Virocid, a combination of glutaraldehyde and multi chain quaternary ammonium produced by CID Lines, has proven to be one of those true alternatives for formaldehyde for the disinfection of hatching eggs before setting. The Virocid-protocol for egg disinfection is based on extensive field trials and up to date feedback and information from hatcheries that currently are applying the protocol.

Every droplet counts

The research has shown that the relation between the droplet size of the vapour (“fog”), the contact angle (wettability), the type and concentration of the chemicals used, have a huge impact on the success of the disinfection results of the hatching eggs. There is a significant difference between the log reduction of formaldehyde and Virocid. In ultrasonic fogging Virocid has the same disinfection value as formaldehyde. In cold foggers Virocid is significantly better then formaldehyde. This can be explained by the different droplet sizes of both fogging principles. A very small droplet has a big contact angle, a bigger droplet a smaller contact angle (see image 1).

The contact angle will determine the wettability. The wetter a surface gets by a disinfectant solution, the more the solution can act upon that surface, and therefore disinfect. That’s also why the eggs when fogged with an ultrasonic fogger stay dry. The droplets are so small they bounce against the surface without bursting open and wetting it. With cold fogging the eggs are slightly moist to moist. With cold fogging the eggs are slightly moist. To create an optimal fog, for maximum disinfection results, CID Lines offers a spraying nozzle which guarantees even spread of droplets with the required micron diameter droplet size.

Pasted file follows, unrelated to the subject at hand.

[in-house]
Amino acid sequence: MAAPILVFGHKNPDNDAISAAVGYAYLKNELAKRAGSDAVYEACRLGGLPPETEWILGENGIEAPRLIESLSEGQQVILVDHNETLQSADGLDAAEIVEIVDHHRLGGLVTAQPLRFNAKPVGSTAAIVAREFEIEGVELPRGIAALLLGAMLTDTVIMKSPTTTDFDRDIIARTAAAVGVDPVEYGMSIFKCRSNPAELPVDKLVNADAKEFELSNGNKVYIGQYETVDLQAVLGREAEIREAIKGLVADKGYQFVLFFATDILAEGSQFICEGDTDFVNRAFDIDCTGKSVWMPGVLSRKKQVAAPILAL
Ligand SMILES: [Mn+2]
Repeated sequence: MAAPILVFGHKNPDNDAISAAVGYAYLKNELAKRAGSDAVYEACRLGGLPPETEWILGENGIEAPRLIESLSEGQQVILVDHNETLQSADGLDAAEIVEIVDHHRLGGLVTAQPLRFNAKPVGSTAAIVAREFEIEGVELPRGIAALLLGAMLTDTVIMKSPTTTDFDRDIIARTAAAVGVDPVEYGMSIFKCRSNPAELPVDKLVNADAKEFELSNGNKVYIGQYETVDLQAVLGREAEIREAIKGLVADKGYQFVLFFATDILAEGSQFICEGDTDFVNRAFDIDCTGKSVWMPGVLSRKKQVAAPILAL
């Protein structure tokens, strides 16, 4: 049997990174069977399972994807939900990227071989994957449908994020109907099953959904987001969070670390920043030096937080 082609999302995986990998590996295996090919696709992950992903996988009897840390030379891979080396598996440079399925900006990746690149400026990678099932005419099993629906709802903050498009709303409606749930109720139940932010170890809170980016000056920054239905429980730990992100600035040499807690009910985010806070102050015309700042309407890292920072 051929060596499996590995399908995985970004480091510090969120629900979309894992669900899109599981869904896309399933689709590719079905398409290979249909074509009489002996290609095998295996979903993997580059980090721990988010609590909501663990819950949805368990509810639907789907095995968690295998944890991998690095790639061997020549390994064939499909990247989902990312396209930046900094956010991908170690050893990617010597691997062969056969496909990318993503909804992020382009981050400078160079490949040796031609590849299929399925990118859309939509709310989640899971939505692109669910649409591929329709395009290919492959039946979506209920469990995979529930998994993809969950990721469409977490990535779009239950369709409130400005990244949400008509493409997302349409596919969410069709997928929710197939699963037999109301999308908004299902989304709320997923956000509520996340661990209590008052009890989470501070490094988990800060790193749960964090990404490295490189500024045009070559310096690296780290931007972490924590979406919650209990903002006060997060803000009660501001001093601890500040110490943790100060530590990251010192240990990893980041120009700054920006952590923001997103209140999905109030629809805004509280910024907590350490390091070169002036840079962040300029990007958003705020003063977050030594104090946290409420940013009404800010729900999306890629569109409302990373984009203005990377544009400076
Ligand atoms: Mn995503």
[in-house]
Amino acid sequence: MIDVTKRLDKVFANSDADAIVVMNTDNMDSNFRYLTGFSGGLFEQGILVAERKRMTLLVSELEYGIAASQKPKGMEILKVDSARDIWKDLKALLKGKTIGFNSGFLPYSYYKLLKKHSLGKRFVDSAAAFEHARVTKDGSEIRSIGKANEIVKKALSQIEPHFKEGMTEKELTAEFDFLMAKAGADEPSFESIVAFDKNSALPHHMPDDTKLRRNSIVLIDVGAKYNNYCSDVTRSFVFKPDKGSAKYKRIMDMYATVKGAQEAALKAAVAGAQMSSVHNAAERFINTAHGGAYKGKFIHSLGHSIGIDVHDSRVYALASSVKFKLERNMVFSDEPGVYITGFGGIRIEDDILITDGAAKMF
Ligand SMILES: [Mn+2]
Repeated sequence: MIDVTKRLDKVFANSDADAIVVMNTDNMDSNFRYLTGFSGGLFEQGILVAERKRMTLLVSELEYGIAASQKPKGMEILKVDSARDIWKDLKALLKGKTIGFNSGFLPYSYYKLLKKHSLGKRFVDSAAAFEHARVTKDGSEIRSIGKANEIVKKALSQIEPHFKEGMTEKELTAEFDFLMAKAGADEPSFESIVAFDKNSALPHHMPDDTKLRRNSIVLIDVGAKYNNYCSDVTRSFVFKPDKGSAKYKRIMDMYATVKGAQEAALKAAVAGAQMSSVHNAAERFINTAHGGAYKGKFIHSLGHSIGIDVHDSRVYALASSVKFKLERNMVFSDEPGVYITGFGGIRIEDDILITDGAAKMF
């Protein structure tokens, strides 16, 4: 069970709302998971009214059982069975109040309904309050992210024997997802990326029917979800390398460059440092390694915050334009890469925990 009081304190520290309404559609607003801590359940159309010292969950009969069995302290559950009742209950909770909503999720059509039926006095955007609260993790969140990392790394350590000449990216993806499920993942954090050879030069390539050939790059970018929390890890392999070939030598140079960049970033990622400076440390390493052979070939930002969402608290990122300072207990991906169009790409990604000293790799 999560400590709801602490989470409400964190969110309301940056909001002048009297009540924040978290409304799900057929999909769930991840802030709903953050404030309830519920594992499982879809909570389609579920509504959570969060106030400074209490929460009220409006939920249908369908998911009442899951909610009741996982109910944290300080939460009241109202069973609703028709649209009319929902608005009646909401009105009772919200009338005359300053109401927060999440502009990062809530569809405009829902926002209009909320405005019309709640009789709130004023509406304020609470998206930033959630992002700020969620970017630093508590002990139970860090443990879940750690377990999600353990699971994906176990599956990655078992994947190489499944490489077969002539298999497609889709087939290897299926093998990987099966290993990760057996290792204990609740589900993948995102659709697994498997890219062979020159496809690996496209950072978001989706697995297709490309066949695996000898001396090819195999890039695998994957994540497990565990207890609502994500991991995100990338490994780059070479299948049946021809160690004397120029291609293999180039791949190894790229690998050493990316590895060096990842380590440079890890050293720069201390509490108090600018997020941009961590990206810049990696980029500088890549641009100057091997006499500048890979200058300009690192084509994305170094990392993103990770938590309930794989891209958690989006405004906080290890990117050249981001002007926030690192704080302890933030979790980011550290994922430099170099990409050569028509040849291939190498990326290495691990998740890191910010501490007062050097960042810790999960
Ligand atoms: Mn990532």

Swabbing method

The eggs were swabbed with the ‘EGG SHELL RINSE METHOD’. An egg is swirled in a bag with 10ml warm, buffered salt solution. The bag is sealed afterwards and kept at 4° until it arrives at the lab. There the 0.1ml of the solution is gets plated on an AGAR for incubation at 37°C. After the incubation period the CFU’s are counted from the AGAR plates. In this way 100% of the egg shell surface could be swabbed which gives a much higher, but also a much more accurate, bacteria count than would have been the case if eggs were sampled by contact agar plates.

Control box of the fog system.

Every time the two batches, one that was fumigated with formaldehyde and the other fogged with Virocid, were swabbed. The eggs compared within the batches were originated from the same flock/house with the eggs having a similar age.

After fogging and air evacuation times, the air was sampled in the fumigation room to measure the remaining glutaraldehyde in the air. For glutaraldehyde (a.s. in Virocid) the maximum exposure limit is 0.05 ppm. Thus, in order to be in compliance with legislation people cannot enter the fumigation room before the MEL is below 0.05 ppm.

The aim is to define if personnel entry after 30 min active ventilation is possible and in compliance with legislation. When respecting the Virocid-protocol, the maximum exposure limit of 0.05 ppm is not exceeded and disinfecting procedure from start to finish can be concluded within the hour (Table 1).

Disinfection before setting

Several trails were done repetitively. The complete procedure was limited to 1 hour, from start of fogging to taking out the trolleys for setting (personnel entry). In Table 2 the methods and results are summarised. Due to the positive results and reactions from the field, CID Lines has further investigated the possibilities to also replace formaldehyde with Virocid for hatcher disinfection. After 18 days the eggs are transferred to the hatchers were they are ready for the final stage of the hatching process.

Before the hatching eggs can enter the hatchers, the hatchers should of course be well cleaned and disinfected. To support the hygienic circumstances during this period in which the chicks are finally going to hatch, the common practise today is to evaporate formalin in the hatcher. Hence this is a labour intensive activity and the goal is to ban formaldehyde completely from the hatchery, CID Lines has developed a fully automated protocol for hatcher disinfection.

Each hatcher is equipped with a spraying nozzle which automatically sprays the Virocid solution according to the time intervals that are set in the control box. Field trials (Table 3) have shown a significant lower mortality % during the first week of the birds’ lives when hatcher fumigation was being applied with a Virocid solution of 2%.